If a buyer refuses to come up with an earnest deposit, which is held in escrow, then that clearly illustrates that they either do not have the money to close or that they are NOT as serious as they have demonstrated. After all, a non-binding piece of paper (LOI) without an earnest deposit is not sufficient for our clients to engage in the due diligence phase, and we advise them as such.

Exclusivity

Some buyers request 100% exclusivity upon execution of the LOI, which means that we can no longer market the business. That is troublesome as there is no guaranty that the buyer will close and if he does in fact back out of the transaction, then we would have to begin our process from square one again.

We understand that the buyer needs some sort of comfort that if he is going to expend a lot of time and money into due diligence, he does not want to risk the seller having the ability to “ditch” him and engage with another buyer. That is perfectly understandable.

That is the reason that we propose to add exclusivity language which is more than fair. The language that we have drafted for this exact purpose clearly gives the buyer an exclusive on the business and ensures that he has the exclusive right to execute or cancel the deal up until the closing date.

So, for instance, on a deal with a 30 day due diligence period, without a non-refundable deposit, a buyer can technically walk away from the deal for any reason on the last day of due diligence while retrieving their entire deposit, which means we would have lost an entire month on this listing.

As a result, we need the ability to continue to field backup offers in case a buyer decides to back out at the last minute. Therefore, if the buyer does back out, I can immediately engage with the other serious buyers who I have cultivated and retained during that month, for that very reason.

If the buyer does genuinely want the business, which most do, then this should not be a concern as the language clearly ensures that they have the EXCLUSIVE first right to execute the deal up until the closing date, and that any other offers received could only be treated as backup offers if they don’t close on the deal.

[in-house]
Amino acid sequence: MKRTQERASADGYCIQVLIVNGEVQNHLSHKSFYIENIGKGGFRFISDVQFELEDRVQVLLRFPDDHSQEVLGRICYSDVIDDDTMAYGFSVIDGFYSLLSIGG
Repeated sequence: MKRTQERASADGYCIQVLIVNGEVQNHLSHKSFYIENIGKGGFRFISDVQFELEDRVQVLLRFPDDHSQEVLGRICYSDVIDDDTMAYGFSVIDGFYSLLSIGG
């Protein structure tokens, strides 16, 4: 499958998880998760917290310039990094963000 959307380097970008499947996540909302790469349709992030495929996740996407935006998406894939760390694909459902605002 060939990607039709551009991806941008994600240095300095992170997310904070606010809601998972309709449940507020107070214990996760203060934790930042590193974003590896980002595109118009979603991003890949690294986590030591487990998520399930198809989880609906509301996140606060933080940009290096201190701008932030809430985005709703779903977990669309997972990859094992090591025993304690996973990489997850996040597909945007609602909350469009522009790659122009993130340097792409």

When Interviewing Brokers, It’s OK to Ask For References

While interviewing prospective online business brokers to sell your business, one of your requests should be to speak with a couple of their past clients as they can provide you with valuable insight into the broker’s process and their experience working with them.

This is certainly a valid request and if a website broker is unwilling to provide you with references, then you can be assured that they are hiding something, and you would not be working with a broker that has a history of success.

When a past client had a positive experience working with a business broker who successfully sold their business, then they are usually always happy to serve as a reference and speak to any potential new client of the broker. At W3 Business Advisors, we go above and beyond our duty and most of our clients actually offer to serve as a reference, without us even asking them to.

Anytime I have asked a client to speak to a new potential client, not one has ever said no.  I am always happy to offer many references and understand the importance of a prospective client hearing about our process directly from the most relevant source.

Therefore, if a broker or firm is unwilling to provide references of past clients then they unequivocally are not worth considering.

The Importance of High-Quality Marketing Materials

When it is finally time to sell your online business, your internet business broker is crucial in the preparation of the key materials necessary to effectively market your company. Here at W3 Business Advisors, there are two critical documents that we prepare prior to the listing of your website business.